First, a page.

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Source Image: PR302_02_12 of Entablature of Aphrodisias: Agora Gate

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Description

Section of an entablature block from the Agora Gate.

Monument
Aphrodisias: Agora Gate 
Monument Part
Entablature 
Monument Type
Architecture 
Material(s)
Aphrodisian marble (Visual identification)  
Date
bc None 
Keywords
MouldingEntablature  
Collections
Aphrodisias, Site and Museum  

Location

Original Location
Aphrodisias 

Evidence for working practices

1. Toolmarks

Process
Squaring
Tool
Point
Method
Angle: Vertical (90°)
Force: Medium
Description
The right end of this entablature block is roughly squared with the point chisel but not worked any further than this. It was presumably inserted into the structure and so never visible.

2. Toolmarks

Process
Roughing-out
Tool
Point
Method
Angle: Steep (60-70°)
Force: Gentle
Description
The remains of the roughed-out condition in which most of the entablature was probably carved are visible on the curved surface of the frieze, above the line of completed egg-and-dart moulding.

3. Toolmarks

Process
Flattening
Tool
Tooth Chisel
Method
Angle: Shallow (40-50°)
Force: Gentle
Description
The flat surfaces of the top of the entablature - the cornice - are worked with the tooth chisel. Around the corner of the block, on the left, the cornice is detailed, presumably because it was more visible than this section.

4. Toolmarks

Process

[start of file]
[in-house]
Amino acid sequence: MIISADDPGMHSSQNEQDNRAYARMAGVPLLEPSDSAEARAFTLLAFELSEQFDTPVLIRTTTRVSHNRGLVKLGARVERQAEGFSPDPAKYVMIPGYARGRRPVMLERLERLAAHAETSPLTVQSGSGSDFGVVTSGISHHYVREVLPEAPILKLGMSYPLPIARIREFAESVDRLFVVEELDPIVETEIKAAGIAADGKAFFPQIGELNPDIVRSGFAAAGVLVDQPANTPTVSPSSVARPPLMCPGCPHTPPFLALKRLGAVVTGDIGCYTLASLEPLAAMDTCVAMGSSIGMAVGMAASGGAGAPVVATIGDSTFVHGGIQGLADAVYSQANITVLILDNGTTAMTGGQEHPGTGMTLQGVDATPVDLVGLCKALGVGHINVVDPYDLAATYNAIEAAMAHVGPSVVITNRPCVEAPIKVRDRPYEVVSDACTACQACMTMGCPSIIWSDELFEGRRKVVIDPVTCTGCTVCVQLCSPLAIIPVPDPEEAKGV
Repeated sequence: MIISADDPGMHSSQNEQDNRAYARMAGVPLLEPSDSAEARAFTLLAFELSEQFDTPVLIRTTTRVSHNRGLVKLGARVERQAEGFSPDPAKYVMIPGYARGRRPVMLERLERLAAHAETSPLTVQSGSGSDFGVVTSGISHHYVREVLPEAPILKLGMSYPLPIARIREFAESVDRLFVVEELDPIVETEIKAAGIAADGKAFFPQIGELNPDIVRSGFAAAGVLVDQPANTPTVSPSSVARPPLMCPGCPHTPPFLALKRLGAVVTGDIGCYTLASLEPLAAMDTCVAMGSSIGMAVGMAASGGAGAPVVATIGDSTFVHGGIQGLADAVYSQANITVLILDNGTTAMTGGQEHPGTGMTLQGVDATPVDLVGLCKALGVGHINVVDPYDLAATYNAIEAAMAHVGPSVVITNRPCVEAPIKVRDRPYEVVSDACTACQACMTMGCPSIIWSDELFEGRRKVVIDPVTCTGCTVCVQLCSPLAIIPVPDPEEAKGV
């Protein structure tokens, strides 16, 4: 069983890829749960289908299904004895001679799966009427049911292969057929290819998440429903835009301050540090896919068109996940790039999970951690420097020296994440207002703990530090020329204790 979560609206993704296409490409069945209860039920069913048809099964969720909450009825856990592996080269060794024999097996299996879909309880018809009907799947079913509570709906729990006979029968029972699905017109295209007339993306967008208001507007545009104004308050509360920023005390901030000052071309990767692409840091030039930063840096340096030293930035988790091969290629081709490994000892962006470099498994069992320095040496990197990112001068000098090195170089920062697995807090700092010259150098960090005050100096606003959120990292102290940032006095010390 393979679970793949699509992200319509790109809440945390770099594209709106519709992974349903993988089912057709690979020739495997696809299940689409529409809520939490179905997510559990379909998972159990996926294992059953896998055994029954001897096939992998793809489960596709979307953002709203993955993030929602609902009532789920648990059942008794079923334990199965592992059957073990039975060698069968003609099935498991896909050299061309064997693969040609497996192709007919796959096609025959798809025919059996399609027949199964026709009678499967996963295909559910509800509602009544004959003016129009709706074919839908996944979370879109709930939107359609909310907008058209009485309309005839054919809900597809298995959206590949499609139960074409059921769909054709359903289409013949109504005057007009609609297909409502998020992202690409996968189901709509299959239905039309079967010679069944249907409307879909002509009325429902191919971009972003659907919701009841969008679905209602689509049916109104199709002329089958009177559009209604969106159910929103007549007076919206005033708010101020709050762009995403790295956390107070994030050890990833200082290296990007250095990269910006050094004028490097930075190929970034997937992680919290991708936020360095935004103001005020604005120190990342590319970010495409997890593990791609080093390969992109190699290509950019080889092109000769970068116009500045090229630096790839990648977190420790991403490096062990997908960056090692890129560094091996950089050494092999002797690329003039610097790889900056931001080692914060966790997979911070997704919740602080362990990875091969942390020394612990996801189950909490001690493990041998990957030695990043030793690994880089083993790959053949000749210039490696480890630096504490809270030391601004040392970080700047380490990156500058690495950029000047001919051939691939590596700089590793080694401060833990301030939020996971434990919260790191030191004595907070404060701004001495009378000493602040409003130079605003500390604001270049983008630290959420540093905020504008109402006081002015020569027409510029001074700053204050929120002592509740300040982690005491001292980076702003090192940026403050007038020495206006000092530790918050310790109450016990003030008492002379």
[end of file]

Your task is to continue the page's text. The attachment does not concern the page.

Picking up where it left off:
Fine shaping
Tool
Flat Chisel
Method
Angle: Shallow (40-50°)
Force: Gentle
Description
Flat chisel marks are visible on the flat surfaces of the architrave and the egg-and-dart moulding.

Notes

The different stages of work which an entablature block would have gone through are visible on this part-finished example. The whole block would first have been roughly squared with the point (visible on the right), before finer roughing-out work was undertaken to define the basic shape of the entablature. This second stage of roughing-out is left in those areas which were meant to be carved with decoration (such as the frieze), while those areas that were to be left flat were worked further with the tooth and flat chisel (such as the cornice). At some point it was decided only to finish the bottom half of this entablature, probably because it was around a corner and so not very visible. This decision means that this block was left half-finished and so is revealing of the stages of earlier work which would normally have been erased during finishing.

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